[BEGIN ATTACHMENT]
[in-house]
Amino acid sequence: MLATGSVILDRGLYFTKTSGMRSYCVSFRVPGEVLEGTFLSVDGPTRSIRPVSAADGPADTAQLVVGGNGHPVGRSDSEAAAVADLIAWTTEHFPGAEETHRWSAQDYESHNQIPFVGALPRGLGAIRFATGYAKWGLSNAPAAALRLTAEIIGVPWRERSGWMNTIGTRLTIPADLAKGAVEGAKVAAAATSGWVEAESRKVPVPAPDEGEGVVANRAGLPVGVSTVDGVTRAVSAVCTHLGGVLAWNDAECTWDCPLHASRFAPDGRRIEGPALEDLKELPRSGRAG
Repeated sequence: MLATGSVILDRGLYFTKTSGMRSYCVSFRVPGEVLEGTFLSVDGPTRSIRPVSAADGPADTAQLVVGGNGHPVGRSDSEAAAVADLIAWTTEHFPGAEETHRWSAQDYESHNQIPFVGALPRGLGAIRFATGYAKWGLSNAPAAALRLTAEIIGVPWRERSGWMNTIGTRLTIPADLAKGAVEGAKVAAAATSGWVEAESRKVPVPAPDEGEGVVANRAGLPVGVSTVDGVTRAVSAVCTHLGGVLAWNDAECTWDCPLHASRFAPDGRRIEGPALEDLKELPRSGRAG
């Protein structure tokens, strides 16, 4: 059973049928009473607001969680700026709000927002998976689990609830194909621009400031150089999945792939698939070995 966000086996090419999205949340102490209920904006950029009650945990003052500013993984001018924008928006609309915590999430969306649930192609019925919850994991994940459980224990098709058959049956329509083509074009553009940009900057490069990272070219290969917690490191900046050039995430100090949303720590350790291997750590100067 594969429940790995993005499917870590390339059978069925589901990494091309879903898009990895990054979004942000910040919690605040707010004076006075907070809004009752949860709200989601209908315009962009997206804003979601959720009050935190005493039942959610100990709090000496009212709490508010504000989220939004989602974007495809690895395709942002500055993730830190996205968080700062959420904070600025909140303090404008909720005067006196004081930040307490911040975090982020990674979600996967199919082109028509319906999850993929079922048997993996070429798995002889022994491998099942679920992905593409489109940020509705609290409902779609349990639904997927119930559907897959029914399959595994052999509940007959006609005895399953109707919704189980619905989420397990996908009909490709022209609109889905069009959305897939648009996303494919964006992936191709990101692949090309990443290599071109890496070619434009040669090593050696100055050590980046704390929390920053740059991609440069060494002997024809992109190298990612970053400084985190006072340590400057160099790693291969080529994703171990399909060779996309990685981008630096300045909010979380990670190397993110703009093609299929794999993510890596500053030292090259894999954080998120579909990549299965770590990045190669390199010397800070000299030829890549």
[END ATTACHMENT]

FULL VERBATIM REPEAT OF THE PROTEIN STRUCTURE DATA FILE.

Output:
[in-house]
Amino acid sequence: MLATGSVILDRGLYFTKTSGMRSYCVSFRVPGEVLEGTFLSVDGPTRSIRPVSAADGPADTAQLVVGGNGHPVGRSDSEAAAVADLIAWTTEHFPGAEETHRWSAQDYESHNQIPFVGALPRGLGAIRFATGYAKWGLSNAPAAALRLTAEIIGVPWRERSGWMNTIGTRLTIPADLAKGAVEGAKVAAAATSGWVEAESRKVPVPAPDEGEGVVANRAGLPVGVSTVDGVTRAVSAVCTHLGGVLAWNDAECTWDCPLHASRFAPDGRRIEGPALEDLKELPRSGRAG
Repeated sequence: MLATGSVILDRGLYFTKTSGMRSYCVSFRVPGEVLEGTFLSVDGPTRSIRPVSAADGPADTAQLVVGGNGHPVGRSDSEAAAVADLIAWTTEHFPGAEETHRWSAQDYESHNQIPFVGALPRGLGAIRFATGYAKWGLSNAPAAALRLTAEIIGVPWRERSGWMNTIGTRLTIPADLAKGAVEGAKVAAAATSGWVEAESRKVPVPAPDEGEGVVANRAGLPVGVSTVDGVTRAVSAVCTHLGGVLAWNDAECTWDCPLHASRFAPDGRRIEGPALEDLKELPRSGRAG
């Protein structure tokens, strides 16, 4: 059973049928009473607001969680700026709000927002998976689990609830194909621009400031150089999945792939698939070995 966000086996090419999205949340102490209920904006950029009650945990003052500013993984001018924008928006609309915590999430969306649930192609019925919850994991994940459980224990098709058959049956329509083509074009553009940009900057490069990272070219290969917690490191900046050039995430100090949303720590350790291997750590100067 594969429940790995993005499917870590390339059978069925589901990494091309879903898009990895990054979004942000910040919690605040707010004076006075907070809004009752949860709200989601209908315009962009997206804003979601959720009050935190005493039942959610100990709090000496009212709490508010504000989220939004989602974007495809690895395709942002500055993730830190996205968080700062959420904070600025909140303090404008909720005067006196004081930040307490911040975090982020990674979600996967199919082109028509319906999850993929079922048997993996070429798995002889022994491998099942679920992905593409489109940020509705609290409902779609349990639904997927119930559907897959029914399959595994052999509940007959006609005895399953109707919704189980619905989420397990996908009909490709022209609109889905069009959305897939648009996303494919964006992936191709990101692949090309990443290599071109890496070619434009040669090593050696100055050590980046704390929390920053740059991609440069060494002997024809992109190298990612970053400084985190006072340590400057160099790693291969080529994703171990399909060779996309990685981008630096300045909010979380990670190397993110703009093609299929794999993510890596500053030292090259894999954080998120579909990549299965770590990045190669390199010397800070000299030829890549």